By Kari Paul—Oct. 11 2018
When Christine, at 25-year-old student who identifies as queer began to do rounds at local health clinics where she attends medical school in Missouri, she felt she had to keep much of her personal life obscured.
“Working in a very conservative area, it feels like I am not able to be myself,” she said. “When they ask me about my dating life, or when I plan to get married, I just give ambiguous short answers.”
Members of the LGBT (lesbian, bisexual, gay, and transgender) community who aren’t out of the closet in the workplace report isolation, depression, and exhaustion. The doctor-in-training, who asked to withhold her last name for this story, is one of 46% of LGBT Americans who remain closeted in the workplace, according to a July report by the Human Rights Campaign Foundation. The study was based on a probability-based sample 804 LGBT-identified people and a separate survey of 811 non-LGBT people.
Workers surveyed cited variety of reasons for not coming out to colleagues: 38% said they hid their sexuality because of the possibility of being stereotyped, 36% said they didn’t want to make people feel uncomfortable, and 31% said they worried about the possibility of losing connections or relationships with co-workers.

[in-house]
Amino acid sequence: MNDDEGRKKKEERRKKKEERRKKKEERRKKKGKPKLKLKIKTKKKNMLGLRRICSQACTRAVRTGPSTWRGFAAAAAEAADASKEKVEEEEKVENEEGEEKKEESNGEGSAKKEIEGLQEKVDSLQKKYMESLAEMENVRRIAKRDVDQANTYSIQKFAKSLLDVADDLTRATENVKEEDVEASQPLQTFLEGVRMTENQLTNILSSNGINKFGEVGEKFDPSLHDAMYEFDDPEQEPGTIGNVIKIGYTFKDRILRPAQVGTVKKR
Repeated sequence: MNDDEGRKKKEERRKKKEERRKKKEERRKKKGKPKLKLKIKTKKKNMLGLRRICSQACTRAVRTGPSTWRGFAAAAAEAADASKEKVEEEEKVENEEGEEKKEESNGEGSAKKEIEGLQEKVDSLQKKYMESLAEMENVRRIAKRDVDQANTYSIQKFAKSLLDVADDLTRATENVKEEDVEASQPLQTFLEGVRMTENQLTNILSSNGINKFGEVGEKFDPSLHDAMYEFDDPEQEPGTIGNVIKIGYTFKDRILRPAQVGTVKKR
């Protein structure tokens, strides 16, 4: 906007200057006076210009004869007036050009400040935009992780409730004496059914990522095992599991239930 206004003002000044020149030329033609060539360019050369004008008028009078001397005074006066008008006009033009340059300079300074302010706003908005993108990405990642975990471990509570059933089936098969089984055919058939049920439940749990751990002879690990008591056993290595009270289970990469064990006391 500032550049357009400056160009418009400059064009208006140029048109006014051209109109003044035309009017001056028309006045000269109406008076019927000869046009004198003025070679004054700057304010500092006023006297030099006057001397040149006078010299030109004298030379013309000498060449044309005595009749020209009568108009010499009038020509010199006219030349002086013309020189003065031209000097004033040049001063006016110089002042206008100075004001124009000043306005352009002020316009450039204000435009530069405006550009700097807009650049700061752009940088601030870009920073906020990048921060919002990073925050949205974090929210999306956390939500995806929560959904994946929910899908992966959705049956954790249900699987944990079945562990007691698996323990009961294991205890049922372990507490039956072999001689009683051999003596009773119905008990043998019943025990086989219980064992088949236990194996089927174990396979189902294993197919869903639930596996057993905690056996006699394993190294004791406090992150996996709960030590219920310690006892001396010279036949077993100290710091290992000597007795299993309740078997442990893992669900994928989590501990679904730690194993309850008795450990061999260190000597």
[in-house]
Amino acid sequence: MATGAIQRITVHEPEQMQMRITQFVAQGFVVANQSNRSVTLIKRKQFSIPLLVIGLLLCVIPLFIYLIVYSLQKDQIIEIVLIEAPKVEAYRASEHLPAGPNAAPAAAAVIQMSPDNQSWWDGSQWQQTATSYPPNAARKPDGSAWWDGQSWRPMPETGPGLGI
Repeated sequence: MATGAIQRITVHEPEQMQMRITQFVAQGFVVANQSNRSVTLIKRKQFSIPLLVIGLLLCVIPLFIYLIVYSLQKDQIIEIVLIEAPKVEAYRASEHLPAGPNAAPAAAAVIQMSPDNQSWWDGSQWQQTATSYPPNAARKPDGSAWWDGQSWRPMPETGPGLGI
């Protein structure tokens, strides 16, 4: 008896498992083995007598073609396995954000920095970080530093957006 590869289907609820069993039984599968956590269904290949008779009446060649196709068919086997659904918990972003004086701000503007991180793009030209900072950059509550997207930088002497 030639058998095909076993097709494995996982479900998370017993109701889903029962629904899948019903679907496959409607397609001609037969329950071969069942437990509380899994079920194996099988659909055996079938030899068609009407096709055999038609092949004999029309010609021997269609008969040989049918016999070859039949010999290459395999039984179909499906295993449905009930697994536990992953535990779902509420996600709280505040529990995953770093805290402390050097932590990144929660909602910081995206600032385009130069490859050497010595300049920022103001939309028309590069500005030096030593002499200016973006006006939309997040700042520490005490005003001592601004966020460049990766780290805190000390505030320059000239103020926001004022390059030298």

For Christine, who is Palestinian, her decision to not come out were was layered. She ended up not addressing her sexuality because there was so much focus on her racial identity. Often times, she said she was “the only brown person in the room” and had patients asking her repeatedly where she was from.
As was already attracting unwanted attention because of her race, she felt addressing her sexuality would make it worse. People of color in the medical industry often report patients making inappropriate comments about their race or even refusing to accept treatment on account of their race, according to a piece in the New England Journal of Medicine in 2016 called “Dealing with Racist Patients.”
“I’m lucky because I have a feminine gender identity, and my sexuality isn’t the first thing people question or notice when they see me. Instead, my race is frequently the topic of discussion,” Christine said. “So not only am I trying to navigate these exclusionary white spaces as a woman of color, I am also trying to navigate an explicitly heteronormative space as a sexual minority.”
Because many people read her as straight, Christine said it felt it was easier to hide her identity, but still felt self-conscious about how she presented, choosing to act and dress more feminine to avoid unwanted attention. According to the HRC study, one in five LGBT workers have been told by colleagues to dress more feminine or masculine in the workplace.
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